My scene has a simple cube, and a camera built with the lookAt function (I'm using OpenGL). The scene renders fine, and I'm sure I have my model/view/projection matrices set up correctly.

Now I'm trying to implement arcball rotation for my camera, but I'm having some trouble. I've got it down to calculating the angle/axis rotation for a virtual sphere in normalized screen coordinates. That means when I move my mouse left to right, I get an angle around the Y axis... and moving my mouse up/down will get me an angle about X.

I'm not sure where to go from here -- what do I need to do with my axis so I can apply the angle to simulate camera rotation about its viewpoint?

If I try directly applying the axis/angle rotation the camera/view transform I get what you'd expect. The view is rotated about the world axes which the mouse moving over the virtual sphere on the screen corresponds to. So if I move the mouse up/down the view rotates about the world's X axis (what I get reminds me of a first-person view)... but this isn't what I want.

I think I need the axis I get to be transformed so it passes through the camera viewpoint and is oriented correct in reference to the camera... but I don't know if that's right or how to do that.


1 Answer 1


I presume that this is the camera that you want.

This type of camera is composed of two components: a rotation and an offset. The rotation is over yaw (left and right) and pitch (up and down).

The first thing you have to realize is that matrix math is not commutative, which is a fancy mathematical term for "A * B != B * A".

If you were to rotate a matrix and then translate it, you'd get a different matrix than if you were to first translate it and then rotate it.

What you want in your case (an arcball camera) is to first translate the camera matrix by its offset and then rotate it around its angles. In code:

// http://glm.g-truc.net - OpenGL Mathematics library

glm::vec3 camera_offset = GetCameraOffset();
glm::vec2 camera_rotation = GetCameraYawAndPitch();

// construct an arcball camera matrix

glm::mat4 camera_transform;
camera_transform = glm::translate(camera_transform, camera_offset);
camera_transform = glm::rotate(camera_transform, camera_rotation.x, glm::vec3(0.f, 1.f, 0.f)); // add yaw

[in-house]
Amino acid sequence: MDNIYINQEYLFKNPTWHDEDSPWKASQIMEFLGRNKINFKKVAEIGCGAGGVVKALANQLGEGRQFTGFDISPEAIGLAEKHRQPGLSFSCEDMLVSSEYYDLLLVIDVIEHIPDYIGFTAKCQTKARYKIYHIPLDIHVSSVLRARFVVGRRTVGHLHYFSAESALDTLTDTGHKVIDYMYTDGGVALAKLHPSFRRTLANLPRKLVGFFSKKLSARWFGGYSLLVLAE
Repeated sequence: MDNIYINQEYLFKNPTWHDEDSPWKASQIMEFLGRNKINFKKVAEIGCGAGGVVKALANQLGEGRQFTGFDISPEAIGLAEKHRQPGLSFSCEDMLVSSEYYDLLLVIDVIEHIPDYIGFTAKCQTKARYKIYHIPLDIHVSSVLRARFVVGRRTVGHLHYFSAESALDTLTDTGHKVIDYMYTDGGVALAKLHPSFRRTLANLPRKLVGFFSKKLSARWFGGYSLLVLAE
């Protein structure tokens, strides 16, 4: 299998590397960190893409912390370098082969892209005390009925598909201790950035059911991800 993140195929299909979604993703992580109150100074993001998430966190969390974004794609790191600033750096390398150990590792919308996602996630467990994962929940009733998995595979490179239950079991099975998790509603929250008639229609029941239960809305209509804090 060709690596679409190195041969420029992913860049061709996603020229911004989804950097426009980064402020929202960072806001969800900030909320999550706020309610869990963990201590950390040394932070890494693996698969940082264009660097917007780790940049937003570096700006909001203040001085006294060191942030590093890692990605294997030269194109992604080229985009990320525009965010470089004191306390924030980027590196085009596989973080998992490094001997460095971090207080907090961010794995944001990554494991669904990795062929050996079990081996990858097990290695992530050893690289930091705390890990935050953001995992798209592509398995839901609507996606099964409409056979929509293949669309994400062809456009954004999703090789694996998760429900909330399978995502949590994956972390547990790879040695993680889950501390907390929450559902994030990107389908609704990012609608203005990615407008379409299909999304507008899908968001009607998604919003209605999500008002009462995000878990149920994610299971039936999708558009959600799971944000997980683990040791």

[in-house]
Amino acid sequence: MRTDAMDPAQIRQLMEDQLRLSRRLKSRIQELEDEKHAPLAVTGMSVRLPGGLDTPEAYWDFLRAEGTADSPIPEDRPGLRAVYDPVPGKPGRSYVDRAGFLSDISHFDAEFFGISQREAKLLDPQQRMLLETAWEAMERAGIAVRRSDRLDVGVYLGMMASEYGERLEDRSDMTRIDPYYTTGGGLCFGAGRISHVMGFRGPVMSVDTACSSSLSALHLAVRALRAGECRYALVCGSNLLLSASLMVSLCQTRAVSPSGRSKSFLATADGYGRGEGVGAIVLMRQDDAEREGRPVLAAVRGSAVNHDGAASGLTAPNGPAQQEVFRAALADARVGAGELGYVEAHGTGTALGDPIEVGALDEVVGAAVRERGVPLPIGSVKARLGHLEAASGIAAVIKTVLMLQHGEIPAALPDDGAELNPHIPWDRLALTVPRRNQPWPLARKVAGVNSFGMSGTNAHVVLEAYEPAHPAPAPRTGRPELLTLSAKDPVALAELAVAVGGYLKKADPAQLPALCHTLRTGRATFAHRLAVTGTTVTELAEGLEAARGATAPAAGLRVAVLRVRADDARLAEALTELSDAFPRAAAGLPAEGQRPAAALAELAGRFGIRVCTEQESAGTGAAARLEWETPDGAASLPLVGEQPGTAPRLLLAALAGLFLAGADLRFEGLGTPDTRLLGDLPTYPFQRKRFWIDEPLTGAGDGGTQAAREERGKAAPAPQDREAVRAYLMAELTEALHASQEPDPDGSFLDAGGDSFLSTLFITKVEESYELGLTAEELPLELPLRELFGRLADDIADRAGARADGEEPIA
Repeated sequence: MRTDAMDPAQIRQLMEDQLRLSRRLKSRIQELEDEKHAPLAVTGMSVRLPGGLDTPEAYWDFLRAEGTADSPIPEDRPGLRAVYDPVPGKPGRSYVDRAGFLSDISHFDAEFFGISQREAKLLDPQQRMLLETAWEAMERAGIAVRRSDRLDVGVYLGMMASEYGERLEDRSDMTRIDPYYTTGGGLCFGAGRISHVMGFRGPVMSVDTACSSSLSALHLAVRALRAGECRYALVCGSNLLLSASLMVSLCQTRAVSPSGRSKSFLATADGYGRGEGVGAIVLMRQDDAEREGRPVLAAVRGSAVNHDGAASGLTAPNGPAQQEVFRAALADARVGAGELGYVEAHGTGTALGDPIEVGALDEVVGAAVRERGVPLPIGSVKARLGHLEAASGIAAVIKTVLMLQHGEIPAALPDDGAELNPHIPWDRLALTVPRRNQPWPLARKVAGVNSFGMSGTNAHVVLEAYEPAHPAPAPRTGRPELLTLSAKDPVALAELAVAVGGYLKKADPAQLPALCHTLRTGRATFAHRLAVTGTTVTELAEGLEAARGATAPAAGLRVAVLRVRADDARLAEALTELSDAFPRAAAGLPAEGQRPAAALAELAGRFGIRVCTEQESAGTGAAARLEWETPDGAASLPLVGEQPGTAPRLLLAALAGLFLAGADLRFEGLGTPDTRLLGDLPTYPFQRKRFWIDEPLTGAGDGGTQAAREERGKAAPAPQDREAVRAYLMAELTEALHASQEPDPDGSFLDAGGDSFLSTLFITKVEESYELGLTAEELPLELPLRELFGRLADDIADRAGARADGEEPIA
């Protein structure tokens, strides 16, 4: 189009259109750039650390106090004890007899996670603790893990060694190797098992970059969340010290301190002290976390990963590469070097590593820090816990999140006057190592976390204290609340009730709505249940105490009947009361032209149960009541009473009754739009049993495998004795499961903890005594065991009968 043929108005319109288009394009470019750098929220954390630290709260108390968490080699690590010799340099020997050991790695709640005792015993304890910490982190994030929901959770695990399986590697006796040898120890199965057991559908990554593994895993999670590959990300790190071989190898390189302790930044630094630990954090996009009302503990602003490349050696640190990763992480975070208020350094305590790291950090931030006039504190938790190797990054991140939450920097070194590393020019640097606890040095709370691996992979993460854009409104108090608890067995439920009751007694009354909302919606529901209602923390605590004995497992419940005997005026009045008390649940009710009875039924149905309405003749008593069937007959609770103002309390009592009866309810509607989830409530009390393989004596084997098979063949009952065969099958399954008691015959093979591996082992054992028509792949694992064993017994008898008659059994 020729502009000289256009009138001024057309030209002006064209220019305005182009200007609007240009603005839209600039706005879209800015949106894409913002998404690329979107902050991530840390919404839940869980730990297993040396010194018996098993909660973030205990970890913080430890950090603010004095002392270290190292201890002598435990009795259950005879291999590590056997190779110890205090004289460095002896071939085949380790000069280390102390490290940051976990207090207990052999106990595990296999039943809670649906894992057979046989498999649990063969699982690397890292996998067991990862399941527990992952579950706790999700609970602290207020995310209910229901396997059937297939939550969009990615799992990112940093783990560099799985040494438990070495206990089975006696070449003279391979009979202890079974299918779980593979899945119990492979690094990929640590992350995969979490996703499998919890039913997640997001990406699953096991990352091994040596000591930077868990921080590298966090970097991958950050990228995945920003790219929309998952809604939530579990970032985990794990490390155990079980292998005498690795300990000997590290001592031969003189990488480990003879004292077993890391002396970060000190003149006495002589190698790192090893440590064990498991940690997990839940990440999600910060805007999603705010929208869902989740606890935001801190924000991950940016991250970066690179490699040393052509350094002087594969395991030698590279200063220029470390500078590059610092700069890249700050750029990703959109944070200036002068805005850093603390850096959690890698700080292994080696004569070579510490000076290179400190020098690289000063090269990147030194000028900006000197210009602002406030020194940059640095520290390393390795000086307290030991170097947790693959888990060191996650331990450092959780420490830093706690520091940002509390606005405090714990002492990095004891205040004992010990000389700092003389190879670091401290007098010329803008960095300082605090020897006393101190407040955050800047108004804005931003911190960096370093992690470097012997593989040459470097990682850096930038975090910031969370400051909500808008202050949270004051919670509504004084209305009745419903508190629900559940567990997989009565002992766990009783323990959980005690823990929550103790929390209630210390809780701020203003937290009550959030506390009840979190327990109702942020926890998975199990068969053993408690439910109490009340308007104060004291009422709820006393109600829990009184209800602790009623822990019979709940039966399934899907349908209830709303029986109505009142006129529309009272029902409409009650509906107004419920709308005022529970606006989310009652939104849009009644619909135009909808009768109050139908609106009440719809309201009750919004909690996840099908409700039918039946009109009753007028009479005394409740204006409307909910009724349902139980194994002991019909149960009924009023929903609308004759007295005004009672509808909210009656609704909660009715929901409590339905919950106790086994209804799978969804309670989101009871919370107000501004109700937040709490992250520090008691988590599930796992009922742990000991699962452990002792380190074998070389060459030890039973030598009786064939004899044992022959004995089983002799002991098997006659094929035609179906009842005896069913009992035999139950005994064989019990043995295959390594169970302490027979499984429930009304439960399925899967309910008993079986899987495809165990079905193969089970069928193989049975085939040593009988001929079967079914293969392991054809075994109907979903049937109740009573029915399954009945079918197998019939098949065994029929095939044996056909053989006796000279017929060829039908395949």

camera_transform = glm::rotate(camera_transform, camera_rotation.y, glm::vec3(0.f, 0.f, 1.f)); // add pitch

Now you should have an arcball centered around the world's root (0.0, 0.0, 0.0). However, what if you want to move your camera to some other position? Simply add these lines:

glm::vec3 camera_position = GetCameraPosition();
camera_transform = glm::translate(camera_transform, camera_position);
  • \$\begingroup\$ I'm still confused. The offset would allow me to rotate around the viewpoint... but I don't understand what you did with glm::rotate. What are camera_rotation.x and y? And why are you rotating about the world 'y' and 'z' axes? \$\endgroup\$
    – Pris
    Commented Jun 22, 2012 at 13:59
  • \$\begingroup\$ glm::rotate takes a 4x4 matrix and adds a rotation to it. In this case we are rotating over the world y axis (the yaw) and the world z axis (the pitch). camera_rotation is a 2D vector that contains the rotation values for yaw and pitch, as defined by the mouse. \$\endgroup\$
    – knight666
    Commented Jun 22, 2012 at 14:01
  • \$\begingroup\$ Why would we want to rotate about the global x and y though? At the end of my routine I get a single axis and a single angle. Don't I want to rotate about that axis, just 'corrected' for the camera orientation? See this horribly drawn picture: sketchia.com/draw.html#fPdcGEU. If I get a rotation of 20 degrees about Y from the mouse, doesn't that mean I want to actually rotate the camera by 20 degrees about its up vector? \$\endgroup\$
    – Pris
    Commented Jun 22, 2012 at 14:36
  • \$\begingroup\$ Also going through your response again, its not clear to me what camera_offset is or what I should do with camera_transform. Do I pre or post multiply it with my view transform? \$\endgroup\$
    – Pris
    Commented Jun 22, 2012 at 21:00
  • \$\begingroup\$ I'll draw you a picture in the morning (7 hours from now). \$\endgroup\$
    – knight666
    Commented Jun 22, 2012 at 21:20

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